Semyon Simonov, responsible for documenting migrant worker abuses before Sochi 2014, has been given 250 hours of community service under Russia's foreign agents law  ©Getty Images

A court in Sochi in Russia has sentenced human rights defender Semyon Simonov - most notable for documenting migrant worker exploitation during construction of Sochi 2014 Winter Olympics and 2018 FIFA World Cup venues - to community service under the "foreign agents" law.

According to Human Rights Watch, Simonov, head of the Southern Human Rights Center, was given 250 hours of community service for an unpaid fine levied against the organisation.

It comes after the Russian Government introduced legislation in 2012 that required any Russian group accepting any foreign funding and carrying out activities that were deemed political to register as a foreign agent.

Simonov refused to register the Southern Human Rights Center due to the connotation of "foreign agent", which is likened to being a spy.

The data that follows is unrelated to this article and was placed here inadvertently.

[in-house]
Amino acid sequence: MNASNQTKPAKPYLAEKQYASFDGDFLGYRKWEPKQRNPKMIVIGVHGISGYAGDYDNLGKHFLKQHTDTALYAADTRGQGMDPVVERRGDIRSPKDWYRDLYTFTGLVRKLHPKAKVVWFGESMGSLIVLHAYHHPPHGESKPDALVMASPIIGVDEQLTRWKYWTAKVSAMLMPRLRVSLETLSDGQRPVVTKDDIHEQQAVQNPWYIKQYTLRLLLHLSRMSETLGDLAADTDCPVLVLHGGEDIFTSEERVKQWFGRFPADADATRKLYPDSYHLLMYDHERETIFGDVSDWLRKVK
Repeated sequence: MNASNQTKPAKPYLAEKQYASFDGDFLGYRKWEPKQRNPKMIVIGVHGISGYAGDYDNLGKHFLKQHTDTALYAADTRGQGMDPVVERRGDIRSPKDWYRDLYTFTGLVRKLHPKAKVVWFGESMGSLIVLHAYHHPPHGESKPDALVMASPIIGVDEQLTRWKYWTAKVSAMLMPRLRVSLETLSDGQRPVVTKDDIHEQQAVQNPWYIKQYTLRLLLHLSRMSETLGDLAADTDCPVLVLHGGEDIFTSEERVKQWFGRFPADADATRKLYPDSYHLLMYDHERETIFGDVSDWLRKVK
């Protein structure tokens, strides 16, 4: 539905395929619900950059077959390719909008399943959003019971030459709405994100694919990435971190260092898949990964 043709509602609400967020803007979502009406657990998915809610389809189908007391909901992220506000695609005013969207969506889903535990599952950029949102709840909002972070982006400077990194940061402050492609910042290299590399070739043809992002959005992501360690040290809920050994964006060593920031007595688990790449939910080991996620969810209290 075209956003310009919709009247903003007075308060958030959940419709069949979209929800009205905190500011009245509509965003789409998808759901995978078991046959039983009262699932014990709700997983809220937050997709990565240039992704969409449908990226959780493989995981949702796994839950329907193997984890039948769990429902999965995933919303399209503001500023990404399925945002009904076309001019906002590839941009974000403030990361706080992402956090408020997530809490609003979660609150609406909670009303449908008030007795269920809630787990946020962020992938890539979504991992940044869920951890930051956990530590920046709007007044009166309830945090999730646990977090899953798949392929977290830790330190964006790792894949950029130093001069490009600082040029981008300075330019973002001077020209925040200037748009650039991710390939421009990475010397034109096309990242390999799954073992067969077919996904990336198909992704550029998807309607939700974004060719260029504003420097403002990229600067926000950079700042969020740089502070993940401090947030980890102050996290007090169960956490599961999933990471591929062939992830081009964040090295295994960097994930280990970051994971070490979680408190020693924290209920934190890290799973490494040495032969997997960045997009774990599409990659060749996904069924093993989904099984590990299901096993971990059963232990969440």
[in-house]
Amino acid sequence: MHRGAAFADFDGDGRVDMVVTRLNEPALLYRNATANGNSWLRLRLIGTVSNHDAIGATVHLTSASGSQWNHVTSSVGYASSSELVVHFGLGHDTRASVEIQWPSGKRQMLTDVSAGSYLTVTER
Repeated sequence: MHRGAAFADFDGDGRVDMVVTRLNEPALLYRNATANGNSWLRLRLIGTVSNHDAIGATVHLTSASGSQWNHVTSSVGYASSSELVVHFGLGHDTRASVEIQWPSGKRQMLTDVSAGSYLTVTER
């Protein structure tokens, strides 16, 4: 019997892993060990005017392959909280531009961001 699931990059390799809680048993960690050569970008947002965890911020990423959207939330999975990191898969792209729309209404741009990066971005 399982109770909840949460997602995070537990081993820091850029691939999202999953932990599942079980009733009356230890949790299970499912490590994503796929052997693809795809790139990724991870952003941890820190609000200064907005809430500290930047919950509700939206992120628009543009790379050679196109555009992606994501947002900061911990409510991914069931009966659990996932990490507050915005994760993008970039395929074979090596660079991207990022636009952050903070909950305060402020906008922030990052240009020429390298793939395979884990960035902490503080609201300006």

In December 2016, the Ministry of Justice added the group to the foreign agents registry and in February 2017, the organisation was fined RUB300,000 (£2,900/$4,100/€3,400) for not voluntarily registering.

Simonov showed the organisation did not have the funds to pay the fine, but in June 2019, a court ordered him to be held personally liable for it.

Semyon Simonov also uncovered human rights abuses during the construction of 2018 FIFA World Cup venues ©Getty Images
Semyon Simonov also uncovered human rights abuses during the construction of 2018 FIFA World Cup venues ©Getty Images

A travel ban was then imposed on him in July 2020.

"The criminal case against Semyon Simonov has been a sham from start to finish," Damelya Aitkhozhina, Russia researcher at Human Rights Watch, said.

"It's shocking and abhorrent that the authorities wasted so much time and resources on a case in which the accused did nothing but help people protect their rights."

In April 2017, Simonov was detained by police in Volgograd where he travelled to interview workers about working conditions during construction of the FIFA World Cup stadium.

In 2018, he learned he was on the Federal Security Service list of "persons under special monitoring", believed to be a result of his human rights work at Sochi 2014.

He documented more than 700 cases of abuse against migrant workers prior to the Games.